December 1, 2014
By the time you read this, Gabriel Medina may have become the first Brazilian world surfing champion and may have taken the first step toward becoming the next dominant force in pro surfing. Or he may not. But the very prospect of him winning the title on the back of a breakout season—where this Brazilian beachbreak specialist won events in the classic beachbreaks of Snapper Rocks, Cloudbreak, and Teahupoo—has made the surfing world walk into the hall of mirrors and take a long, hard look at itself. For while surfing may have entered an era of unprecedented tolerance and enlightenment—where the mainstream is pariah'ed, subcultures celebrated, ancient prejudices buried—there's one big exception here. Well, maybe two if you count SUPs.
As you're probably aware, Brazil hosted the soccer World Cup in June this year and went into it as raging-hot favorites. Brazil is football. You can't tell where one stops and the other begins. But in possibly the greatest sporting boil-over of all time, the Brazilian hosts were humiliated 7–1 by the Germans in the semifinals. By halftime the cameras were singling out members of the crowd sobbing uncontrollably and breathing into paper bags, and you could see a nation's soul pouring down the drain. Now surfing in Brazil may not be as omnipotent as soccer, but the prospect of Gabriel Medina becoming world champion has resonated widely. Gabe is big in Brazil.
"I already talked to him and I hope he wins," Neymar, the golden boy of Brazilian soccer, told SURFER. "Now he has the possibility of being a world champion and I'm rooting for him to get the title. He's made such an effort, he chases his own dreams, and he knows what he wants, so he deserves it. I'm sure that he will try everything to win, and we are here cheering, especially me." If Medina were to win, you'd hear the cheering from over the horizon. The place will lose its shit, and they should. Gabe Medina will be a historic and deserved world champion.
How Brazil will react is a given, but how the rest of the world reacts is another thing altogether. For our purposes, we can define "rest of the world" as the traditional surfing superpowers, the U.S. and Australia—the nations who invented pro surfing, owned it, claimed it as their birthright, and have won pretty much every world title between them. The realpolitik here, though, is that Brazil is rising. While pro surfing has stalled everywhere else, in Brazil it has been surging ahead, economically and culturally. But it's only now, with the prospect of a champion, that this shift is being acknowledged. Regardless of the world-title outcome, the new world is challenging the old.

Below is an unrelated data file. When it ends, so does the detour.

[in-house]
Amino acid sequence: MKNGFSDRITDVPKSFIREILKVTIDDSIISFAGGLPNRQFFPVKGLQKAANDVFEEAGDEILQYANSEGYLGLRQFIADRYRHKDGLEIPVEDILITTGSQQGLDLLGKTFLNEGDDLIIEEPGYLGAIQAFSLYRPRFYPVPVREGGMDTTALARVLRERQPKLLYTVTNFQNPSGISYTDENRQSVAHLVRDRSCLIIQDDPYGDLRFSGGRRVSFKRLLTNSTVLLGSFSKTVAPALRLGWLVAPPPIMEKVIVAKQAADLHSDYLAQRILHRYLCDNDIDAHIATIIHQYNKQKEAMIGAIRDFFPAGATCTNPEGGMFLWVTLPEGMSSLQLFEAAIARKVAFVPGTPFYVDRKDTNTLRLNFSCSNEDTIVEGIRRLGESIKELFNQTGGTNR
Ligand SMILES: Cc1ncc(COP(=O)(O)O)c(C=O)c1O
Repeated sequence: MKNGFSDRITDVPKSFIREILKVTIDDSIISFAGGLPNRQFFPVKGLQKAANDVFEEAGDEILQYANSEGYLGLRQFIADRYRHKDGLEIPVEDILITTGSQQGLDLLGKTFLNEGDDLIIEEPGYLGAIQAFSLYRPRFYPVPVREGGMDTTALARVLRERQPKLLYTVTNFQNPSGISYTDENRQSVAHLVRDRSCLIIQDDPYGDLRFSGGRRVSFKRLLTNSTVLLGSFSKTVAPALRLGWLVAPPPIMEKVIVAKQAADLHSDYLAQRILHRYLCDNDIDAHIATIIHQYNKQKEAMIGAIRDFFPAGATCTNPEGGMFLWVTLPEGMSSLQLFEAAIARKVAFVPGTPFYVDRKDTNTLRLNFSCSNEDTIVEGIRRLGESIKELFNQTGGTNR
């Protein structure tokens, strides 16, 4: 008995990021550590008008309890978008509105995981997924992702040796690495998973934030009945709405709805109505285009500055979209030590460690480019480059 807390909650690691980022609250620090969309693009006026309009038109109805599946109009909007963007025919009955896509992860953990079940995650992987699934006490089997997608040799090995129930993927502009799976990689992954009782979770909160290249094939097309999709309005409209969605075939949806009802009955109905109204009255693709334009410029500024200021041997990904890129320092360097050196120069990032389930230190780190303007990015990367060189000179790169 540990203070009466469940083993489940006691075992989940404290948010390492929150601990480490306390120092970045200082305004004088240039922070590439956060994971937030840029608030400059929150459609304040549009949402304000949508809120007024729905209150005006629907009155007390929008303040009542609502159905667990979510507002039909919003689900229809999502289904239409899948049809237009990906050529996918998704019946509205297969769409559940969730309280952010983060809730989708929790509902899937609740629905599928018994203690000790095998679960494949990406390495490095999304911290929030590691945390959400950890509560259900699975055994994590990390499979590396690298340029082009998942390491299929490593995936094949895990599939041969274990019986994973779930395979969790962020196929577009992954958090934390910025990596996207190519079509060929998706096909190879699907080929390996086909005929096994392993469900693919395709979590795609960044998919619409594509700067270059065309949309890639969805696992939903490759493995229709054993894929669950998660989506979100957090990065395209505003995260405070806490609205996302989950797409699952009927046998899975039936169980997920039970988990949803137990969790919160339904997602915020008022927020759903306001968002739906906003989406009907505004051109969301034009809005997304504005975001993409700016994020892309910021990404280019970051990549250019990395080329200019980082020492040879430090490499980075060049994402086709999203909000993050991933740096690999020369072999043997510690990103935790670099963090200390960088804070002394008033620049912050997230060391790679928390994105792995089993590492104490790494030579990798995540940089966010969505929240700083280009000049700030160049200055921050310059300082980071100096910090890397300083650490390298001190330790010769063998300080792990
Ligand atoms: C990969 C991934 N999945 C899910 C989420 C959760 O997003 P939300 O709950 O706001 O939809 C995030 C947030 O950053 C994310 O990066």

Brazilian surfing hasn't been misunderstood; it's more that few have ever bothered to understand it. In the decades pre-Medina, Brazilian surfers on Tour largely have been patronized—their "passion and hunger" admired, their "so hap" and "so stoke-ed" mocked, and the favela-to-the-stars narrative wheeled out at every opportunity regardless of whether the surfer actually grew up in a favela or in an affluent middle-class home. Brazilian surfers are as diverse a bunch as surfers anywhere, but for the most part they fall into a comfortably tired stereotype of being wave hungry, style starved, and terrible travelers. In all reality, there was probably only one way that stereotype was going to be broken, and that was for the best surfer in the world to be Brazilian and for the world to sit down and hear his story.
Gabe Medina carried his nation's hopes when he surfed Pipeline with the world title on the line, as he will every time he paddles out for the rest of his career. It's very possible that the next Kelly Slater will wear a Brazilian cape. But he won't surf simply for Brazil. For all the jingoism and thinly veiled xenophobia that will stir on both sides of a Gabriel Medina, all the good losers and bad winners who will buy into it, it won't be Brazil leading the surf world into the next decade; it will be a kid from Maresias, and therein lies hope.
Above all else, Gabe Medina loves to surf. He's one of four people I know to have cried while describing a wave he'd ridden, and isn't a pure love of surfing the first and most critical prerequisite for a world surfing champion? "After God and my family, it's surf," says Medina. "I don't imagine me not surfing. Surf brings me smile every day." And Medina has a story, which he'll happily tell you in broken, yet not inelegant, English. He's come a long way from the teenager who lost the final in Portugal on a controversial call two years ago and petulantly stormed offstage. He's grown up a lot and is kinda giving us no choice but to like him.
In the foyer of the Atlântico Golfe Hotel in Peniche, Portugal, having just blown a gilded chance to wrap up the world title, Medina gets a hug from his mother, Simone. It's about the 50th hug they've exchanged that afternoon. She looks him in the eye, and then, in a move only a mother could make at a time like this, pinches the cheek of the world number one like he's a naughty schoolboy. Medina smiles back warmly before kicking the soccer ball across the room with his little sister, who flicks it up and starts juggling it like Neymar.
Crowning Gabe Medina will knock pro surfing off its axis, but pro surfing needs it. "I don't really care," Medina says when asked how the rest of the world might view his title. "I mean, I will fight for this title for God, my family, friends, and people who cheered for me, who wanted to see me doing good and are still cheering for me. And for the critics who talk bad even when I win? I respect the opinion of each, but I don't really need to show them nothing."
This article appeared in our January Issue, on newsstands now.